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Author: Mary E. Morris
ISBN13: 978-0833014863
Title: The Persistence of External Interest in the Middle East
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ePUB size: 1792 kb
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Language: English
Publisher: Rand Corp (February 1, 1994)
Pages: 92

The Persistence of External Interest in the Middle East by Mary E. Morris

Contract MDA903-90-C-0004. The persistence of external interest in the Middle East Mary E. Morris. Prepared for the Defense Advisory Group.

The Persistence of External Interest in the Middle East: ISBN 9780833014863 (978-0-8330-1486-3) Softcover, Rand Corp, 1994. Where Environmental Concerns and Security Strategies Meet: Green Conflict in Asia and the Middle East. by James A. Winnefeld, Mary E. ISBN 9780833015365 (978-0-8330-1536-5) Softcover, Rand Publishing, 1995. Founded in 1997, BookFinder. Coauthors & Alternates. Learn More at LibraryThing. Mary E. Morris at LibraryThing.

In many countries across the region the Sunni Arabs are revolting, no longer accepting their miserable status in the world today, their lack of freedoms, rights and prosperity. All they see is a relatively if not absolutely weaker West propping up their enemies, Israel, dictators, the Kurds, even now Iran. This model has already demonstrably failed, with radical Islam expanding on every metric since the War on Terror began in 2003. Maybe it would suit tackling a guerrilla organisation in Latin America but it has done nothing to address the grievances and aspirations of millions of Arabs spanning the Middle East and North Africa, plus many more living in the West and in Asia. Continuing on this path leads to polarisation and ultimately segregation, ghettos, and unending war between Europe and the Sunni Arabs, just as bin Laden predicted.

Mary Morris Heiberger, Julia Miller Vick. Download (PDF) . Читать. Frommer's Boston Day by Day (Frommer's Day by Day - Pocket). James A. Mary Morris Heiberger, Julia Miller Vick.

This latest addition to the Cambridge Middle East Library is a book of exceptional importance. It will be required reading for anyone who professes a serious interest in the Arab-Israeli conflict over Palestine.

The silence in the Middle East was broken by the first successful popular Arab revolution, at the end of 2010 in Tunisia. The Arab Spring created a great hope all around the world for the collapse of authoritarian regimes and the establishment of democratic governments in the Middle East from Tunisia to Egypt. Today, if one omits Israel, all of the Middle Eastern countries from Morocco to Saudi Arabia are ranked not free. Tunisia, Lebanon, Morocco, Libya and Kuwait, on the other hand, are the partly free countries of the region. Besides that, European colonizers disturbed the political power according to their interest and blocked the emergence of rival groups by dividing the society, supporting allied native rulers and keeping civil society weak (Anderson, 1987, pp. 5–7).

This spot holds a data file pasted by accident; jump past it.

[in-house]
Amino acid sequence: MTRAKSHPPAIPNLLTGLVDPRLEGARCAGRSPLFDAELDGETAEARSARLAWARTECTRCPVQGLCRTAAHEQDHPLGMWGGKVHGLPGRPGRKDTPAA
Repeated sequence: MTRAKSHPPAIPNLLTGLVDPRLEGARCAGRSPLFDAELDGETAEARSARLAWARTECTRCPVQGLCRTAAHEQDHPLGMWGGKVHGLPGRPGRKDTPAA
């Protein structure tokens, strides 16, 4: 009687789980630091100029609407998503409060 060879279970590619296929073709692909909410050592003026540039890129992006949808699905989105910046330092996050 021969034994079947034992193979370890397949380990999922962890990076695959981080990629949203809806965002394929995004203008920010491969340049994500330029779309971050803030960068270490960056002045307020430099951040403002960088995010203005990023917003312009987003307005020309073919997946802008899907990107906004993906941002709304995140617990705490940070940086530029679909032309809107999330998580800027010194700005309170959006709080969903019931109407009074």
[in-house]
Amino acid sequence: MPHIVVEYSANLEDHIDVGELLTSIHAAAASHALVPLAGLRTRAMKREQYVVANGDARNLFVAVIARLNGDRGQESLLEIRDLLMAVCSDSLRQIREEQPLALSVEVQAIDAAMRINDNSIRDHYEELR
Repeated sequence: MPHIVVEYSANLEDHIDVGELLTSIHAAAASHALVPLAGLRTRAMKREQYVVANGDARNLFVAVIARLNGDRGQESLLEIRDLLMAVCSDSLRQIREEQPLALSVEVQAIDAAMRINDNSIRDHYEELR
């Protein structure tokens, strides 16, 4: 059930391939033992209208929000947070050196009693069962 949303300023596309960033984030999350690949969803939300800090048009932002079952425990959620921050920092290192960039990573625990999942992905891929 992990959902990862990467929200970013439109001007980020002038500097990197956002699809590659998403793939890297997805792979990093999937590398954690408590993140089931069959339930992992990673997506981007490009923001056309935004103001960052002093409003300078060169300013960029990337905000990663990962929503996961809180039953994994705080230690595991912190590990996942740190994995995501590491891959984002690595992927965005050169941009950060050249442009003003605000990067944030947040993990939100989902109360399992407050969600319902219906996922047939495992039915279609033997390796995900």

The persistence of older forms of social identification in new settings is as much a fea-. x― ture of contemporary Middle Eastern history as it is of contemporary European history. The theme of this book follows from the assumption. that the significance of a set of abstract social ideas may be at least partly dependent on their intellectual worth: on their coherence, profundity, insight and learning, and sincerity of purpose. However, studies of state formation in the Middle East that are concerned with the state as an autonomous political actor that both instigates and reflects social change are few in number and of recent vintage. Their inspiration derives in large part from the intensive examinations by scholars of state formation in Europe, Latin America, and, most recently, the United States.

With the Middle East at the top of the contemporary international policy agenda, and recent Anglo-American interventions fuelling interest in empire, this is a timely book of importance to all those interested in the contemporary development of the region. The Anglo-American ‘special relationship’ is surely one of the most studied international relationships in the post-war world. This is the first book, however, to examine the ‘special relationship’ in the region throughout the period of decolonization from the end of the Second World War to British withdrawal from East of Suez and beyond. The persistence of the British imperium is a central theme to emerge. Far from tamely acquiescing in a transfer of power to the United States, as Ritchie Ovendale and others contend, British decision-makers robustly defended their regional interests well into the 1960s and even beyond.

While the subject of the Middle East is too complex, too fascinating and surprising to be reduced to one volume, however fat and brilliant, if you're short on time it can be reduced to a manageable pile.